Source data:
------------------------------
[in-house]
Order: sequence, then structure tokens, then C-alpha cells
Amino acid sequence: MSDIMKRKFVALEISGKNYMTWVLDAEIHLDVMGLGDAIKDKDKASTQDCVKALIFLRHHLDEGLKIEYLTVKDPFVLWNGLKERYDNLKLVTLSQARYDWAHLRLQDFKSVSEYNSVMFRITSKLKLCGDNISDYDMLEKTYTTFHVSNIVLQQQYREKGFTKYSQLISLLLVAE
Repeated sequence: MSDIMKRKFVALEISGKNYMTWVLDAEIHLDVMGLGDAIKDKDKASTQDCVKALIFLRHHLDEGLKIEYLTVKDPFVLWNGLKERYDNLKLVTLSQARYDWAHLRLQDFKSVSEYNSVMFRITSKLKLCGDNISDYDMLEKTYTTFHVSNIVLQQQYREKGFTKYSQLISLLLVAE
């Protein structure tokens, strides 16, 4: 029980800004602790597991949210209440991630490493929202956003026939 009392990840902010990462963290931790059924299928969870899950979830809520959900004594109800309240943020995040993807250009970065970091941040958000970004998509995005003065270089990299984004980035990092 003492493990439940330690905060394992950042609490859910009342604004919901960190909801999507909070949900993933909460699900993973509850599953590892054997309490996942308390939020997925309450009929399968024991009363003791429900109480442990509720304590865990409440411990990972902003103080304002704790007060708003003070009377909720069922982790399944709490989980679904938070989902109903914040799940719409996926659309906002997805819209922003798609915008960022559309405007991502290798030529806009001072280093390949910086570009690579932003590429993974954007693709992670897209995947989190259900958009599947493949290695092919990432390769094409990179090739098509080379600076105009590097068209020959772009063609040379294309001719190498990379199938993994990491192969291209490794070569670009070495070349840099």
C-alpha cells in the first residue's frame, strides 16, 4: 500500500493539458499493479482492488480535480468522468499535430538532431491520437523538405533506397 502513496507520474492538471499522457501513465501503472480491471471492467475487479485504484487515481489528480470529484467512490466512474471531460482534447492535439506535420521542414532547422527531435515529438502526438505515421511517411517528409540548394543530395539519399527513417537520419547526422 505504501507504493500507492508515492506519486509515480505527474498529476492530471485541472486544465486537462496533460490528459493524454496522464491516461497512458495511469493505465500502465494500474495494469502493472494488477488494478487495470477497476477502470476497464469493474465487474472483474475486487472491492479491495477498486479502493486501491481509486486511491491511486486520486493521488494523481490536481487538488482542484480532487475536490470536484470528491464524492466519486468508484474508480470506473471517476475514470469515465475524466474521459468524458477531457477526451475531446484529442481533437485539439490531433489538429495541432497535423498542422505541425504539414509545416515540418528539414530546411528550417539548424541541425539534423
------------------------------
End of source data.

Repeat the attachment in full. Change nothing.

[in-house]
Order: sequence, then structure tokens, then C-alpha cells
Amino acid sequence: MSDIMKRKFVALEISGKNYMTWVLDAEIHLDVMGLGDAIKDKDKASTQDCVKALIFLRHHLDEGLKIEYLTVKDPFVLWNGLKERYDNLKLVTLSQARYDWAHLRLQDFKSVSEYNSVMFRITSKLKLCGDNISDYDMLEKTYTTFHVSNIVLQQQYREKGFTKYSQLISLLLVAE
Repeated sequence: MSDIMKRKFVALEISGKNYMTWVLDAEIHLDVMGLGDAIKDKDKASTQDCVKALIFLRHHLDEGLKIEYLTVKDPFVLWNGLKERYDNLKLVTLSQARYDWAHLRLQDFKSVSEYNSVMFRITSKLKLCGDNISDYDMLEKTYTTFHVSNIVLQQQYREKGFTKYSQLISLLLVAE
């Protein structure tokens, strides 16, 4: 029980800004602790597991949210209440991630490493929202956003026939 009392990840902010990462963290931790059924299928969870899950979830809520959900004594109800309240943020995040993807250009970065970091941040958000970004998509995005003065270089990299984004980035990092 003492493990439940330690905060394992950042609490859910009342604004919901960190909801999507909070949900993933909460699900993973509850599953590892054997309490996942308390939020997925309450009929399968024991009363003791429900109480442990509720304590865990409440411990990972902003103080304002704790007060708003003070009377909720069922982790399944709490989980679904938070989902109903914040799940719409996926659309906002997805819209922003798609915008960022559309405007991502290798030529806009001072280093390949910086570009690579932003590429993974954007693709992670897209995947989190259900958009599947493949290695092919990432390769094409990179090739098509080379600076105009590097068209020959772009063609040379294309001719190498990379199938993994990491192969291209490794070569670009070495070349840099």
C-alpha cells in the first residue's frame, strides 16, 4: 500500500493539458499493479482492488480535480468522468499535430538532431491520437523538405533506397 502513496507520474492538471499522457501513465501503472480491471471492467475487479485504484487515481489528480470529484467512490466512474471531460482534447492535439506535420521542414532547422527531435515529438502526438505515421511517411517528409540548394543530395539519399527513417537520419547526422 505504501507504493500507492508515492506519486509515480505527474498529476492530471485541472486544465486537462496533460490528459493524454496522464491516461497512458495511469493505465500502465494500474495494469502493472494488477488494478487495470477497476477502470476497464469493474465487474472483474475486487472491492479491495477498486479502493486501491481509486486511491491511486486520486493521488494523481490536481487538488482542484480532487475536490470536484470528491464524492466519486468508484474508480470506473471517476475514470469515465475524466474521459468524458477531457477526451475531446484529442481533437485539439490531433489538429495541432497535423498542422505541425504539414509545416515540418528539414530546411528550417539548424541541425539534423